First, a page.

Sam Kasiano - Dogzilla to Storm thriller.
Sam Kasiano - Dogzilla to Storm thriller.

Dogzilla shrinking into Storm thriller

WHEN Sam Kasiano arrived on Melbourne's doorstep five weeks ago to begin life as a Stormer he tipped the scales at 136 kilograms.

That's not unusual for a man standing at 195 centimetres tall who makes a living from knocking blokes on their backside.

When rang Kasiano for an interview on Tuesday, the scales in the club's gym read 128 kilograms.

He had shed eight kilos off his hulking frame in his first five weeks in the southern capital.

And the shredding won't stop there.

"Right now I'm about 128, my goal is 125," Kasiano explained.

"Got three to go ... maybe I'll try to (lose) a few more if I can."

The man formerly known as Dogzilla explains how he's reshaping his body - and his game - under NRL supercoach Craig Bellamy.


Kasiano has never been shy to admit his eating habits left a bit to be desired for an athlete playing football at the elite level.

Trips through the McDonalds drive-through on the way home from training were far too regular during his time at the Bulldogs.

"At Canterbury I was pretty much eating whatever I wanted," he laughs.

But he was an impact player whose role was to barge through opposition defences. It didn't matter if he was carrying a few extra kilos.

His attitude changed when he was due to be married at the end of 2016, and he decided to slim down for the wedding. That and to impress Des Hasler.

Kasiano shed 13 kilos and returned to Belmore looking like a new man.

But now he has to do it all again to reach his goal playing weight of 125 kilograms.

His diet is in stark contrast to what it was 18 months ago.

"Before I go to training I'll have poached eggs on toast with avocado," Kasiano explained.

"Then lunch time the club provides lunch, so I'll eat whatever they make.

"For dinner the (wife) has been cooking me all the chicken, steak, veges, stuff like that.

"More veges than meat ... I'm loving it now but."

The diet has taken deliberate planning from Kasiano.

Showing initiative, he approached the Melbourne trainers to help map out a plan that will help him achieve his Storm slim-down.

"All the trainers here are unbelievable. They've been helping me with what to eat, when to eat, all that stuff," he said.

"I've been asking them, I've been going to them and asking what I should eat, and they've been really good."

Sam Kasiano did two weeks of work placement at Werribee Racecourse as an introduction to Melbourne.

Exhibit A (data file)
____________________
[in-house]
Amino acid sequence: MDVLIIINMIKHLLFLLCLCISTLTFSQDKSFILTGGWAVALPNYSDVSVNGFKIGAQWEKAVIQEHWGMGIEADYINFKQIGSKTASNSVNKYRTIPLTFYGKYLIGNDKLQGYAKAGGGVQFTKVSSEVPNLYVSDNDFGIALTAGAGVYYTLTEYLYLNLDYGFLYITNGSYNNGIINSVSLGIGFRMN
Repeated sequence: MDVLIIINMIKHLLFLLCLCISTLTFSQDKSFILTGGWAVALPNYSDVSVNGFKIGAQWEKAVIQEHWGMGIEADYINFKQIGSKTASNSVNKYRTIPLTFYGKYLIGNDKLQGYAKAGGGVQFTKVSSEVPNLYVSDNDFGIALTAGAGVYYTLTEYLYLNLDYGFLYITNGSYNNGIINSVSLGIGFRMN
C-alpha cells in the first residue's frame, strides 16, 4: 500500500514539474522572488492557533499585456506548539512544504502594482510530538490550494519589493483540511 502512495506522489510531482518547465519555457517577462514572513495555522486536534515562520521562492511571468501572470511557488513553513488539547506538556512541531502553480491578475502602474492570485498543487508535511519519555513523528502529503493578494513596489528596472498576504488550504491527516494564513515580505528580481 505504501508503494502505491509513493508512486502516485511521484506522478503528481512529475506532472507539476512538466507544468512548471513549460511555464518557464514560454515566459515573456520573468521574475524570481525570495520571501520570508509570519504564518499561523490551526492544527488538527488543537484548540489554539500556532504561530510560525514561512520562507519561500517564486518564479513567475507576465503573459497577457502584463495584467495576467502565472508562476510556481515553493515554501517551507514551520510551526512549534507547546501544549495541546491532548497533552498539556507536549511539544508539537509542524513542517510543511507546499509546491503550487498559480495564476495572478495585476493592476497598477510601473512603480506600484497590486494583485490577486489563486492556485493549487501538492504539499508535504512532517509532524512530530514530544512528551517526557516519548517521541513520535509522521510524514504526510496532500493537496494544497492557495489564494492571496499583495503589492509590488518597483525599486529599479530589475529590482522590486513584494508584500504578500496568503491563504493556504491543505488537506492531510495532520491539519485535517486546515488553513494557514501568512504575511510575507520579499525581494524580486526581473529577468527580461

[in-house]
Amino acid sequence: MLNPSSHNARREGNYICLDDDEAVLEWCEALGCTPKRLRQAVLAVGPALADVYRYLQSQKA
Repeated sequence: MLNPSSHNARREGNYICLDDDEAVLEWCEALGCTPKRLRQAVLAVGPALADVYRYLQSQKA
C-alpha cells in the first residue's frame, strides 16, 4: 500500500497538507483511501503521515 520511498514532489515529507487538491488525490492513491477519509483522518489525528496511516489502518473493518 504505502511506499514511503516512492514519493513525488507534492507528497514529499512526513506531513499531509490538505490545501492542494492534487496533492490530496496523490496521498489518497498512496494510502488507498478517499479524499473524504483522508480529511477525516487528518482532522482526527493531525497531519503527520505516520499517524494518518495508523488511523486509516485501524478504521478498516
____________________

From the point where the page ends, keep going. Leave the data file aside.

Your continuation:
Sam Kasiano did two weeks of work placement at Werribee Racecourse as an introduction to Melbourne.


Kasiano says the first five weeks of pre-season have been "tough".

It's about to get a whole lot tougher.

On Monday all the Storm recruits will get on a bus and be driven to Bellamy's famed pre-season boot camp.

The three-day getaway is torture, designed to mentally steel the new Stormers and sort the contenders from the pretenders.

There's the rude 3am wake-up calls to trudge endlessly around a track in pitch darkness with a 20-kilogram pack on your back. All the while being yelled at by military hard-nuts intent on breaking you down.

It's bested some of the toughest blokes in rugby league. And Kasiano admits it's one of the most daunting things he'll ever do.

"I've heard a lot of things. The boys, I think they're just trying to make us all scared," he said.

"You get nervous but you've just got to do it.

"We did like a Navy Seal one with the Dogs so I guess it will be similar to that. I think it's more mental, to see if you're mentally tough.

"I can't wait (laughs)."

One of the boys winding him up about next week's boot camp is former Bulldogs teammate Dale Finucane.

He lifted the lid on Bellamy's gruelling boot camp in an interview with last year.

And now he's able to sit back and watch the Storm newcomers sweat and shake at the horror stories told around the gym.

"It always comes around this time of year when all the new boys haven't been on the camp yet," Finucane told

"Questions start popping up and they start getting really nervous, asking what should I bring, what should I do, what to expect.

"I think everyone gives a bit of cheek to build it up worse than it is.

"I'm sure big Sammy will be fine."

Sam Kasiano in action for the Bulldogs
Sam Kasiano in action for the Bulldogs


A new diet. A brutal new pre-season regimen. A new club, teammates, and coach.

Rugby league fans could witness a new Sam Kasiano in 2018.

He'll be playing with at least 10 less kilograms on his frame, and he hopes that will allow his game time to increase.

Bellamy asked him how many minutes he wanted to play next season. Kasiano said he wanted to start with a base of 40 minutes per game, and hopefully increase that over the course of the season.

The last time he averaged more than 40 minutes was in 2012. It was his best season in the NRL and he was crowned Dally M Prop of the Year.

Since then he hasn't averaged more than 33 minutes across a season with the Bulldogs.

In 2012, he weighed in at 128 kilos.

Finucane is expecting big things from his born-again fitness freak friend.

"Since I've been back watching him train and learning the players, learning the ins and outs of our club, he's really flourished and he's going really well," Finucane said.

"I think he'll have a great season. He is looking in really good shape and I think he'll have a really good year."

But while his minutes will be up and his skinfolds down, Kasiano isn't planning to completely overhaul his game.

He'll be sticking to the three basic instructions that have shaped his career to date - run hard. Run straight. Offload.

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